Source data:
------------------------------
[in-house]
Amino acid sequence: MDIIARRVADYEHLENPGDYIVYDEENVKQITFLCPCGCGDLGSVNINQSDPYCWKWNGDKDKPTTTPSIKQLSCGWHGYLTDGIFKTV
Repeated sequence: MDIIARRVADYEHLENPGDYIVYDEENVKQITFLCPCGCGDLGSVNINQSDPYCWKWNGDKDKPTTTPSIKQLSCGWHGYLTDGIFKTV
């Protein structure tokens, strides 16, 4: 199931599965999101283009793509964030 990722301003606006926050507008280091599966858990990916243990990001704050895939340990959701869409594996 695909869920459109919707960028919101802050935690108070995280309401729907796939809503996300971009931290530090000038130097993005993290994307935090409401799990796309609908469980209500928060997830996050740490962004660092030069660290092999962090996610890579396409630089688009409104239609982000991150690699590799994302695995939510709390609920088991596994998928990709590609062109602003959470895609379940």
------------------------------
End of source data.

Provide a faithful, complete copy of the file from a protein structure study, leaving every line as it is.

[in-house]
Amino acid sequence: MDIIARRVADYEHLENPGDYIVYDEENVKQITFLCPCGCGDLGSVNINQSDPYCWKWNGDKDKPTTTPSIKQLSCGWHGYLTDGIFKTV
Repeated sequence: MDIIARRVADYEHLENPGDYIVYDEENVKQITFLCPCGCGDLGSVNINQSDPYCWKWNGDKDKPTTTPSIKQLSCGWHGYLTDGIFKTV
């Protein structure tokens, strides 16, 4: 199931599965999101283009793509964030 990722301003606006926050507008280091599966858990990916243990990001704050895939340990959701869409594996 695909869920459109919707960028919101802050935690108070995280309401729907796939809503996300971009931290530090000038130097993005993290994307935090409401799990796309609908469980209500928060997830996050740490962004660092030069660290092999962090996610890579396409630089688009409104239609982000991150690699590799994302695995939510709390609920088991596994998928990709590609062109602003959470895609379940």